Critical reviews (by Lutheran pastors and church musicians) of books and other resources for Christian worship, preaching, and church music from a perspective rooted in Holy Scripture, the Lutheran Confessions and good common sense. LHP Quarterly Book Review asks, "Is it worth the money to buy, the time to read, the shelf space to store, and the effort to teach?"
A number of years ago, after a speaking engagement, a young man of around 10 years old, wearing a white shirt and tie, came up to me. "Sir," he said, as he shook my hand, exuding impeccable manners, "I just wanted to say how much I liked your book."
My book? I had written quite a few, but I couldn't think of any aimed at 10-year-olds. I asked him, "What book?"
He replied as if it were obvious, "Reading between the Lines!" It turns out my "Christian Guide to Literature," as it was subtitled, was made part of his homeschool curriculum. Not knowing much at the time about homeschooling, I was still astonished. I wrote the book with my college students in mind, but that experience kept repeating itself, and I treasured the thought that homeschoolers were using my book and that my young readers were not only understanding it but liking it. I was teaching students whom I had never met, many of a younger age than I realized and many, as I heard later, of an older age who were just discovering literature as adults. Since what I had to say was written down in a book, it could take on a life of its own beyond the life and limits of its author. Which was one of my points about literature.
Marvin Olasky was editing a series of books relating Christianity to various fields, which would become Crossway's Turning Point Series. He asked me to write one about literature. I had already done some writing about Christianity and the arts and Christianity and culture. But literature was my real specialty and teaching literature as an English professor was my day job. So I threw myself into the task. Though I had published some academic scholarship in the field, I knew this book needed to be cast for a broader audience. At the same time, I didn't want it to be simplistic and elementary. I wanted to put down what I had learned myself, not only about but from literature, and to express some of the insights I had discovered about literary art and its relationship to God's design.
The book, which came out in 1990, is sort of a distillation of my teaching, my research, and my theories about literature. Here I explore the nature of comedy (in the medieval sense of a story that begins in pain but ends in joy) and of tragedy (in both the medieval sense of a story that begins in joy and ends in pain and in the classical sense of the fall of a noble hero because of hamartia, a word that critics translate as "tragic flaw" but that is simply the New Testament word for "sin"). Here I delve into different modes of literature, such as realism and fantasy, discussing why Christian authors have so often favored fantasy. I try to explain how to read poetry, which I define as literature written in lines, and I defend fiction from the charge that it isn't true. Helping me with that last point was Sir Phillip Sydney, and I draw on, introduce, and elucidate lots and lots of great authors, whom I try to help my readers befriend.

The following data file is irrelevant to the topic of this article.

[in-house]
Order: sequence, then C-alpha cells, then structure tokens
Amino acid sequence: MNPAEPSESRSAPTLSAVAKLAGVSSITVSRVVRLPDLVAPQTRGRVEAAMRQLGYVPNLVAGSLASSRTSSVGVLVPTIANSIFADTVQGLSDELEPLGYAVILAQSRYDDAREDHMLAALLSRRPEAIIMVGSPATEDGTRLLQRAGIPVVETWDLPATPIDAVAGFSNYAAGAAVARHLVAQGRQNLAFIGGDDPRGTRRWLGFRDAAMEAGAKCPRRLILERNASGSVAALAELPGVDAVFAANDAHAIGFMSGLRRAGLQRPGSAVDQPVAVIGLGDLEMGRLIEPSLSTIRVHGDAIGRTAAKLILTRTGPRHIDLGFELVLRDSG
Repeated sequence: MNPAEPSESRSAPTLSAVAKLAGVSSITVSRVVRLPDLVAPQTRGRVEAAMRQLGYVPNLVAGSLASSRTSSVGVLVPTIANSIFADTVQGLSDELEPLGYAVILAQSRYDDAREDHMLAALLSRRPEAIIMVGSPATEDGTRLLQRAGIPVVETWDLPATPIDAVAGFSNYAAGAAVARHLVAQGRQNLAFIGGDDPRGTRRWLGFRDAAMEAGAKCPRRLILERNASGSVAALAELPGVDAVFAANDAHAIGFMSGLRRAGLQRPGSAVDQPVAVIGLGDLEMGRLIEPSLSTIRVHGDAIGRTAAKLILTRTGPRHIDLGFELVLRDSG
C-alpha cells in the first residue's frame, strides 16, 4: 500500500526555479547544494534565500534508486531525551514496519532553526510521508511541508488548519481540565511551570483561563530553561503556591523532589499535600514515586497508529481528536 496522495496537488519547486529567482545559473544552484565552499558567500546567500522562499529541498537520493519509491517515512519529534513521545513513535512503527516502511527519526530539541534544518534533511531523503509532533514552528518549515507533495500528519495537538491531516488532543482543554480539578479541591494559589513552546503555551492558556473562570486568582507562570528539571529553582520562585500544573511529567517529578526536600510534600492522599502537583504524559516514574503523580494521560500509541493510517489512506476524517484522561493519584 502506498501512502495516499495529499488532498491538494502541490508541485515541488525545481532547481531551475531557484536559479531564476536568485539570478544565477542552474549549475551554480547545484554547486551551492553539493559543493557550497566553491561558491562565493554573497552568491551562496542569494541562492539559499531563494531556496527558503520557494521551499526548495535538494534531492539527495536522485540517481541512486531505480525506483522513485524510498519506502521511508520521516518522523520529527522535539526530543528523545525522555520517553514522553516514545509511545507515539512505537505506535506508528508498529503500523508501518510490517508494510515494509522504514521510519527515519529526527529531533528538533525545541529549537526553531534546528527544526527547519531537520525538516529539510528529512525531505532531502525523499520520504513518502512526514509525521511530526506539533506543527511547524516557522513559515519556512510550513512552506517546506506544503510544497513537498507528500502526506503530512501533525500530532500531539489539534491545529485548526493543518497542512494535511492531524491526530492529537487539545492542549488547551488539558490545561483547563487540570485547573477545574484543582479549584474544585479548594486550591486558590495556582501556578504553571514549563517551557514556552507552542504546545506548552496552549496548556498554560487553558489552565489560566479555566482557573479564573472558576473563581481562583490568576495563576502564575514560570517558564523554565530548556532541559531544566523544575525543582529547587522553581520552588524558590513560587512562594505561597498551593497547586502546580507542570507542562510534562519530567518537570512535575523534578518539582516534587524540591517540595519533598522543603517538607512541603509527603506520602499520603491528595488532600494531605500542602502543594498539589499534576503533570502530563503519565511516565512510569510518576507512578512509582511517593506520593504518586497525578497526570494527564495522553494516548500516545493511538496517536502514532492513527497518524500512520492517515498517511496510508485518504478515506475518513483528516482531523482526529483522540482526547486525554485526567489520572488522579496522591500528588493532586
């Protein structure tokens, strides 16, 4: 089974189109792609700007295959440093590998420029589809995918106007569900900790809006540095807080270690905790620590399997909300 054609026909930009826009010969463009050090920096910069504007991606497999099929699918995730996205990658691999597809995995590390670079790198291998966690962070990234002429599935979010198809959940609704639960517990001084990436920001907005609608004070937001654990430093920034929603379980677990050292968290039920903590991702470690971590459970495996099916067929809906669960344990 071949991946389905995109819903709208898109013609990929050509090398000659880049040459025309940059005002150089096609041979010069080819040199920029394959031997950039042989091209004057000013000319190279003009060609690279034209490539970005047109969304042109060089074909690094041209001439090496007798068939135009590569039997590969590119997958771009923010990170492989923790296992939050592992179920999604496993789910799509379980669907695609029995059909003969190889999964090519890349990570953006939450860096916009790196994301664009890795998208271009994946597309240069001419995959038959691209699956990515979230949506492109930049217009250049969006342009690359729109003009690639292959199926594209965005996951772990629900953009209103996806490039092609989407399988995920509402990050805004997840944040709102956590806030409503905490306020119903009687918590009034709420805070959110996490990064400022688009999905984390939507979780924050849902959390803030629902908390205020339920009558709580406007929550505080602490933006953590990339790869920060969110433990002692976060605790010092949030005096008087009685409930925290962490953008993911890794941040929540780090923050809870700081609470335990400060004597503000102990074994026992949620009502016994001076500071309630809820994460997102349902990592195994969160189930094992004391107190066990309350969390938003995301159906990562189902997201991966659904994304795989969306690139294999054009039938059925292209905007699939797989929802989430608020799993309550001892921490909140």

I think the book—my wife came up with the title—bears up pretty well after all these years. I appreciate Crossway re-booting it with a fresh design and bringing it into the 21st century.
There are, of course, other issues that have come up in literary studies since I wrote the book, and there are new writers, Christian and otherwise, that would deserve mention if I were writing it today. But this book still reflects my approach to literature. In fact, if my college students today wanted to understand more fully what I'm talking about in class—say, in studying for a final, making up for a class they missed, or making sense of a lecture—they could read this book. That might give them an unfair advantage, so I won't tell them of that option. I'm assuming they won't be reading this blog. Then again, they might already have read the thing when they were 10.
Gene Edward Veith Jr. (PhD, University of Kansas) is provost and professor of literature at Patrick Henry College and the director of the Cranach Institute at Concordia Theological Seminary. He has been a columnist for World magazine and TableTalk, and is the author of a number of noted books on Christianity and culture, including God at Work.